January was a busy month for The Broken of Britain. We also called for the cabinet office to investigate employment minister Chris Grayling’s potential transgression of the ministerial code for politicised press releases from the Department for Work and Pensions and again called for the PCC to investigate the Daily Mail. At the close of the month we issued our final call for submissions to the DLA consultation.We produced an extensive but by no means exhaustive list of the cuts affecting sick people, disabled people and carers and finalised our petition against the flawed DLA reform consultation, signed by more than 5,000 people.
There was no let up in the frantic pace during February as we announced Project V asking people to send Valentine’s cards to their own MPs and minister Maria Miller to remind them not to break our hearts and continued collecting MPs’ signatures for our EDM against the reform consultation. The Welfare Reform Bill was introduced on February 16 and Rhydian put together a prompt and damning analysis of its impact upon disabled people.
This was followed by the announcement from Professor Paul Gregg – the designer of Employment Support Allowance brought in by the previous Labour government – that the current Work Capability Assessment was not only “badly malfunctioning” but that “the current assessment is a complete mess”. Strongly backed up by the Social Security Advisory Committee questioning the governments motives for reforming DLA. A few days later the first of the open letters backed by The Broken of Britain as well as MPs such as Jon Cruddas and John McDonnell was published in The Guardian.
On March 7 we launched Left Out In The Cold using a stark image of a naked disabled woman on a snow covered beach lying just out of reach of her wheelchair, described by one PR professional as “stopping them in their tracks”.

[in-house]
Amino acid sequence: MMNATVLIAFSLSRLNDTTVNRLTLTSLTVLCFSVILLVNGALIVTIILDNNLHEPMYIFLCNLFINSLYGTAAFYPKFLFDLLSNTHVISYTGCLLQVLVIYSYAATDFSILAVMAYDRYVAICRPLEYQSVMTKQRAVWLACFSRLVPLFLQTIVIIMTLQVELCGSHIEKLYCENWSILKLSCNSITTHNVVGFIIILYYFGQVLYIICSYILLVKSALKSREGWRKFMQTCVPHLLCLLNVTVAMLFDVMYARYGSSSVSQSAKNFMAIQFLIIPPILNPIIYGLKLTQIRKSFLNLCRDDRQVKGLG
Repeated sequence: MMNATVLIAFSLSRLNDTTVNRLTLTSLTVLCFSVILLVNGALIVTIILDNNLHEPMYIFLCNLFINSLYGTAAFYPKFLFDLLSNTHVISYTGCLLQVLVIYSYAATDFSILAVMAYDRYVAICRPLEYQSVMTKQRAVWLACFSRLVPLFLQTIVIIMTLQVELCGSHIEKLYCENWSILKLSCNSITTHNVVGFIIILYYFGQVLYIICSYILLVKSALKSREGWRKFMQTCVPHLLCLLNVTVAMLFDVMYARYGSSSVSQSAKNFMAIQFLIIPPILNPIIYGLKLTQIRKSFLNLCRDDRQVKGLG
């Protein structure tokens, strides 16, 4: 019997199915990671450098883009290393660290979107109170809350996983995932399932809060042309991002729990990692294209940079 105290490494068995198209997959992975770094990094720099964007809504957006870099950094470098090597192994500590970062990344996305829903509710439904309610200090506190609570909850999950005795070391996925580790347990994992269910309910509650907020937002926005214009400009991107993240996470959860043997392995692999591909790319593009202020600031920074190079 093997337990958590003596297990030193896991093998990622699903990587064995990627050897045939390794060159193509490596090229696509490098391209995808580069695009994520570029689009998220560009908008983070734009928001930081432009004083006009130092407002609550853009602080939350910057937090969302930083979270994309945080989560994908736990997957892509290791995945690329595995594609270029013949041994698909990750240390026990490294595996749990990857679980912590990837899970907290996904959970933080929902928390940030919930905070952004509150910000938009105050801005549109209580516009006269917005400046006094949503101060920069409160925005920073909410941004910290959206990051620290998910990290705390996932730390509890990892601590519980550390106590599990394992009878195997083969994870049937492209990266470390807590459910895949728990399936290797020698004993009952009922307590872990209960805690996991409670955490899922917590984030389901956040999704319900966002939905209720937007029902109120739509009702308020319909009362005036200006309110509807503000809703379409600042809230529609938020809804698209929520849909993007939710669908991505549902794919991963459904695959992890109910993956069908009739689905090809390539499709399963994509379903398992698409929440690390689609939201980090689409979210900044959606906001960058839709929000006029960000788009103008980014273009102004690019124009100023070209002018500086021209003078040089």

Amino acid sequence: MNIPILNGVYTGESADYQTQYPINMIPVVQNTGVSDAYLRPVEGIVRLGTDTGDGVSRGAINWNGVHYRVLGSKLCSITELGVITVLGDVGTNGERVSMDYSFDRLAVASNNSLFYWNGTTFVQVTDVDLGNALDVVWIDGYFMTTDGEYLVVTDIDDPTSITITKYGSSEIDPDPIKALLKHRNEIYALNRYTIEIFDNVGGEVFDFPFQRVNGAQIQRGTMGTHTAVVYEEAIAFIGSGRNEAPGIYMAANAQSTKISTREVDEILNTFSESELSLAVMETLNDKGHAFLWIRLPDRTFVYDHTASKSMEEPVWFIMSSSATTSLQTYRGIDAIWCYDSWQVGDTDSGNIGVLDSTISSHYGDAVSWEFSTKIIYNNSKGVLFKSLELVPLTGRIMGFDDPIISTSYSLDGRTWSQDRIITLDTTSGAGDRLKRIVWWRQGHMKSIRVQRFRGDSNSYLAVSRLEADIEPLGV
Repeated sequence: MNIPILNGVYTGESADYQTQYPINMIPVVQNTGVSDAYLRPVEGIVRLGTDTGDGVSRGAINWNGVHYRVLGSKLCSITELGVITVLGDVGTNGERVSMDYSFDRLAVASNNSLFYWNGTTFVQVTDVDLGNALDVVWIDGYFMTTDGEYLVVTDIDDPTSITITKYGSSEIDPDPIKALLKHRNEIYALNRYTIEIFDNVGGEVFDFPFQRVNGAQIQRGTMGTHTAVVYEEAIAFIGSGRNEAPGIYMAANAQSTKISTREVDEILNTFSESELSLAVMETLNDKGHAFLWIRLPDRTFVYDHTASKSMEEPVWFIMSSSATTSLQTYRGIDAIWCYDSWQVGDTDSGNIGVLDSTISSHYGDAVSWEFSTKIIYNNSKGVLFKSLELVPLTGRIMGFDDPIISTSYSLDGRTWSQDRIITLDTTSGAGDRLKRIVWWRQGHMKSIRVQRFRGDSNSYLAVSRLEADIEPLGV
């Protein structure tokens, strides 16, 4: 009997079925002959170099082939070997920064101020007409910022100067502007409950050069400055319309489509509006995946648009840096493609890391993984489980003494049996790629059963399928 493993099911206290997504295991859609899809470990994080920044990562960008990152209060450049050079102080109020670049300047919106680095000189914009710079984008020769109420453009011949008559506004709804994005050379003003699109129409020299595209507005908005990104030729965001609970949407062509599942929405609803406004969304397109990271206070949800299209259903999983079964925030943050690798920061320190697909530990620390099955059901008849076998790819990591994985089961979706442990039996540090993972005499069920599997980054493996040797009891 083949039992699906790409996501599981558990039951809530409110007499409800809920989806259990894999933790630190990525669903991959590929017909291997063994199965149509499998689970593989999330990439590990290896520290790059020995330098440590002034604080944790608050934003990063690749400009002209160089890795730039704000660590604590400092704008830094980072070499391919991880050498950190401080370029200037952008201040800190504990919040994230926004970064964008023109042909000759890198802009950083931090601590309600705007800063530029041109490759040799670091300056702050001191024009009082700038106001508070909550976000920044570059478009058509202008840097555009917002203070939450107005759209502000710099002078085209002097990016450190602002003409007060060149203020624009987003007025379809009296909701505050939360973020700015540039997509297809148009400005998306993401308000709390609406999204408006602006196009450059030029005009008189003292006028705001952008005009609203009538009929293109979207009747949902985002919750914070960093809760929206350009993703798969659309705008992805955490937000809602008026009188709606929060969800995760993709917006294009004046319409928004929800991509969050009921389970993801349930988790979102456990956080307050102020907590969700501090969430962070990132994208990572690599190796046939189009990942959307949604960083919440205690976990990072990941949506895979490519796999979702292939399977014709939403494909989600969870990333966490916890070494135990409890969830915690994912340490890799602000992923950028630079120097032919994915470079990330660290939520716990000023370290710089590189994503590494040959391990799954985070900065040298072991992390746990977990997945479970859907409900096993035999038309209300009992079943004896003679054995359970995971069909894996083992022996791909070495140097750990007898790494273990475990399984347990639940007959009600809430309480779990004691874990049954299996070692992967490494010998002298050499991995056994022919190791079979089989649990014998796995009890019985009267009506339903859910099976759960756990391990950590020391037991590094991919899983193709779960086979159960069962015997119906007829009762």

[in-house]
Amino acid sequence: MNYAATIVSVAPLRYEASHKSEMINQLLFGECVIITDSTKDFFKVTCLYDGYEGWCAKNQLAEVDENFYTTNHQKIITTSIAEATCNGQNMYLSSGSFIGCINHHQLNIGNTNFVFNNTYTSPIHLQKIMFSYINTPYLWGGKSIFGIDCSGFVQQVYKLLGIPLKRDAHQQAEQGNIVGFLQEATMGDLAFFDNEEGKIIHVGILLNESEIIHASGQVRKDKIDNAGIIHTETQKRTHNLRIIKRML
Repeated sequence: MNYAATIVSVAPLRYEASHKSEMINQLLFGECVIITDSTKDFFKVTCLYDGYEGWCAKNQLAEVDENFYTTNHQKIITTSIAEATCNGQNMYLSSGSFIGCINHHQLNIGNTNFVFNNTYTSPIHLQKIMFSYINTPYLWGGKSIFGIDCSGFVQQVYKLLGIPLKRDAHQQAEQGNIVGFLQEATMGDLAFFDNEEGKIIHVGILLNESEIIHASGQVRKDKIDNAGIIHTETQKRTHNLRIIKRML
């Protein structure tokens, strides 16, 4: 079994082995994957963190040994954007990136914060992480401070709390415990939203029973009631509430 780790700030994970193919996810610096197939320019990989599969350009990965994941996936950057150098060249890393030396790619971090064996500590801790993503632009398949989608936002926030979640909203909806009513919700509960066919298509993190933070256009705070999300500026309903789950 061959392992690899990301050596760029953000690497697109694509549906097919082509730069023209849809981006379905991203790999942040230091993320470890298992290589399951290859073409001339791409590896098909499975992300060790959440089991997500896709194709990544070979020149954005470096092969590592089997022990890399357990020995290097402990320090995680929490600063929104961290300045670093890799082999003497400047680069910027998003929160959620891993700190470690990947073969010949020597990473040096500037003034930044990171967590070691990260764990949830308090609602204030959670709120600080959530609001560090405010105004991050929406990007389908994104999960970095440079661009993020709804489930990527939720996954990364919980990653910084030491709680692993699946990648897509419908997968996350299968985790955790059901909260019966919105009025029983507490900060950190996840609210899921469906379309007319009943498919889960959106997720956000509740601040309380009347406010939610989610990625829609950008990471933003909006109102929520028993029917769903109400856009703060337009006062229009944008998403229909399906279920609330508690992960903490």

Left Out In The Cold also featured an open letter published in the Guardian, signed by 100 MPs, members of the House Of Lords, doctors, academics, artists and disability rights campaigners as well as template letters for people to send to their MPs, articles and information about why we are opposing the Welfare Reform Bill.
All the hard work and efforts of the many people involved in our campaign was highlighted by this article in the Guardian about how disabled people are coming together to use technological tools to find our protesting voice. The government’s whitewash response to the consultation on Disability Living Allowance, whilst disappointing to us all, came as no real surprise and just strengthened our determination to fight harder.
On April 4 we launched our #fitforwork campaign. The campaign was picked up by both local and national media and is still going strong on Twitter. A few days later we formally launched it, including the #dwp45 hashtag to allow people some much needed humour. Some of us wrote the stories of our working lives to illustrate the difficulties faced by both disabled people and potential employers.